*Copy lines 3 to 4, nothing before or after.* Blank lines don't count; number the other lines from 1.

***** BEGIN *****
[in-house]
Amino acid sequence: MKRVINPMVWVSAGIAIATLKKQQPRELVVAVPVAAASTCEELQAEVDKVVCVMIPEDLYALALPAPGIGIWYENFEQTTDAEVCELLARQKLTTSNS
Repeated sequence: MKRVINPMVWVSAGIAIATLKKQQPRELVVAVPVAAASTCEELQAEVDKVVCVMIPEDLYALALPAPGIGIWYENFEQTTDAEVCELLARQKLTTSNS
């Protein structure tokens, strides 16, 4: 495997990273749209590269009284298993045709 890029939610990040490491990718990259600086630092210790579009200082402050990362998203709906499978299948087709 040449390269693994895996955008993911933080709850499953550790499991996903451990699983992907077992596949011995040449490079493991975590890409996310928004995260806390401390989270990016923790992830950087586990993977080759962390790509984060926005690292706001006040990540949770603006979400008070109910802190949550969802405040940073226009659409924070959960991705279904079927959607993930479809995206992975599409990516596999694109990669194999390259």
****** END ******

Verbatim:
Repeated sequence: MKRVINPMVWVSAGIAIATLKKQQPRELVVAVPVAAASTCEELQAEVDKVVCVMIPEDLYALALPAPGIGIWYENFEQTTDAEVCELLARQKLTTSNS
């Protein structure tokens, strides 16, 4: 495997990273749209590269009284298993045709 890029939610990040490491990718990259600086630092210790579009200082402050990362998203709906499978299948087709 040449390269693994895996955008993911933080709850499953550790499991996903451990699983992907077992596949011995040449490079493991975590890409996310928004995260806390401390989270990016923790992830950087586990993977080759962390790509984060926005690292706001006040990540949770603006979400008070109910802190949550969802405040940073226009659409924070959960991705279904079927959607993930479809995206992975599409990516596999694109990669194999390259």